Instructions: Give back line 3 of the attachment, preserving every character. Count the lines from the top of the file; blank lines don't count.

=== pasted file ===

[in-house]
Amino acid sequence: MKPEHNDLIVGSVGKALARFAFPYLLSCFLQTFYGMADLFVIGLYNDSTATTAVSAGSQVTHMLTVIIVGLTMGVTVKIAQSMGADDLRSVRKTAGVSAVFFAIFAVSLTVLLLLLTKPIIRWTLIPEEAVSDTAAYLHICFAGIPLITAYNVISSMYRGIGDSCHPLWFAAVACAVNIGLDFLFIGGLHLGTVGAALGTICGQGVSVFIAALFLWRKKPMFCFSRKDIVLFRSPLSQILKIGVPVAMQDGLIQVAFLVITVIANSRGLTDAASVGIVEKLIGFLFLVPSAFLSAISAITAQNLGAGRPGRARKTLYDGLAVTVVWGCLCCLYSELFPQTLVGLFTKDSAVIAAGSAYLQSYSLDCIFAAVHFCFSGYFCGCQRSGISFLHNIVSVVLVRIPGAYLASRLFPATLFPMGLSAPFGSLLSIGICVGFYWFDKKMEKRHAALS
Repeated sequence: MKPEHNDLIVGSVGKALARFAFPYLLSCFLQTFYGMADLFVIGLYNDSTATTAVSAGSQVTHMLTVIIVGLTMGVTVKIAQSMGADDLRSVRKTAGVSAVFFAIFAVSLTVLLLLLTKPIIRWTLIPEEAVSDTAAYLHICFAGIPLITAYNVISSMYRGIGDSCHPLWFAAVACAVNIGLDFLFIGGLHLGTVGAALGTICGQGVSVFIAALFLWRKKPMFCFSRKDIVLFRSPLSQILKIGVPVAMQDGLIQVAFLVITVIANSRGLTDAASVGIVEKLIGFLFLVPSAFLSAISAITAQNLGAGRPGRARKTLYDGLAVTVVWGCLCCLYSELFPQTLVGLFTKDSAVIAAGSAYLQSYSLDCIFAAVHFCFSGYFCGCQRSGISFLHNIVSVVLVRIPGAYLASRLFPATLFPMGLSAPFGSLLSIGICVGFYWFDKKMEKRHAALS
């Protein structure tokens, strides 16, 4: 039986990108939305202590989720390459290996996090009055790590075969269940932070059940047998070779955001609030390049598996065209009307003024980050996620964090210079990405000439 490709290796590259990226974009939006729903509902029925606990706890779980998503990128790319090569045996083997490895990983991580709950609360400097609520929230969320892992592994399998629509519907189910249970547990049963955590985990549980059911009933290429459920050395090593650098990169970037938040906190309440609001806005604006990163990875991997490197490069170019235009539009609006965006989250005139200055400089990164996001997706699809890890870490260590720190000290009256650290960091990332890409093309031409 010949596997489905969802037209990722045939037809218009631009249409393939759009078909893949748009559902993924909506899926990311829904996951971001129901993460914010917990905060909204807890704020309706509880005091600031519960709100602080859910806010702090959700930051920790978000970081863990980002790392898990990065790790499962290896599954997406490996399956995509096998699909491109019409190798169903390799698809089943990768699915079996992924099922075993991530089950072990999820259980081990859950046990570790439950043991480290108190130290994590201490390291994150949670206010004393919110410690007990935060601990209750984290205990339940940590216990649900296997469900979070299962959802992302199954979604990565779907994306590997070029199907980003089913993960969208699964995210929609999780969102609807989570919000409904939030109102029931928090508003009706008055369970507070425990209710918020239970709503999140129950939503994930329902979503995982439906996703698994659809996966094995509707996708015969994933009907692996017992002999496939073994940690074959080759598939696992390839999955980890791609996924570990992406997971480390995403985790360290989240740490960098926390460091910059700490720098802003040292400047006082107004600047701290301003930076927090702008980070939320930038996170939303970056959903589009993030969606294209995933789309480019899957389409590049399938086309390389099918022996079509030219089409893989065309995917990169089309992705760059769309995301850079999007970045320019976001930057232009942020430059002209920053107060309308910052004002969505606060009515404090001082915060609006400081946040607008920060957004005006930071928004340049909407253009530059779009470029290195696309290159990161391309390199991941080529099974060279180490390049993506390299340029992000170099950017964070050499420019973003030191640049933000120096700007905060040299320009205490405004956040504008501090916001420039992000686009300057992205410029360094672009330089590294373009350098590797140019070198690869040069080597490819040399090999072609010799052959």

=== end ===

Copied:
Repeated sequence: MKPEHNDLIVGSVGKALARFAFPYLLSCFLQTFYGMADLFVIGLYNDSTATTAVSAGSQVTHMLTVIIVGLTMGVTVKIAQSMGADDLRSVRKTAGVSAVFFAIFAVSLTVLLLLLTKPIIRWTLIPEEAVSDTAAYLHICFAGIPLITAYNVISSMYRGIGDSCHPLWFAAVACAVNIGLDFLFIGGLHLGTVGAALGTICGQGVSVFIAALFLWRKKPMFCFSRKDIVLFRSPLSQILKIGVPVAMQDGLIQVAFLVITVIANSRGLTDAASVGIVEKLIGFLFLVPSAFLSAISAITAQNLGAGRPGRARKTLYDGLAVTVVWGCLCCLYSELFPQTLVGLFTKDSAVIAAGSAYLQSYSLDCIFAAVHFCFSGYFCGCQRSGISFLHNIVSVVLVRIPGAYLASRLFPATLFPMGLSAPFGSLLSIGICVGFYWFDKKMEKRHAALS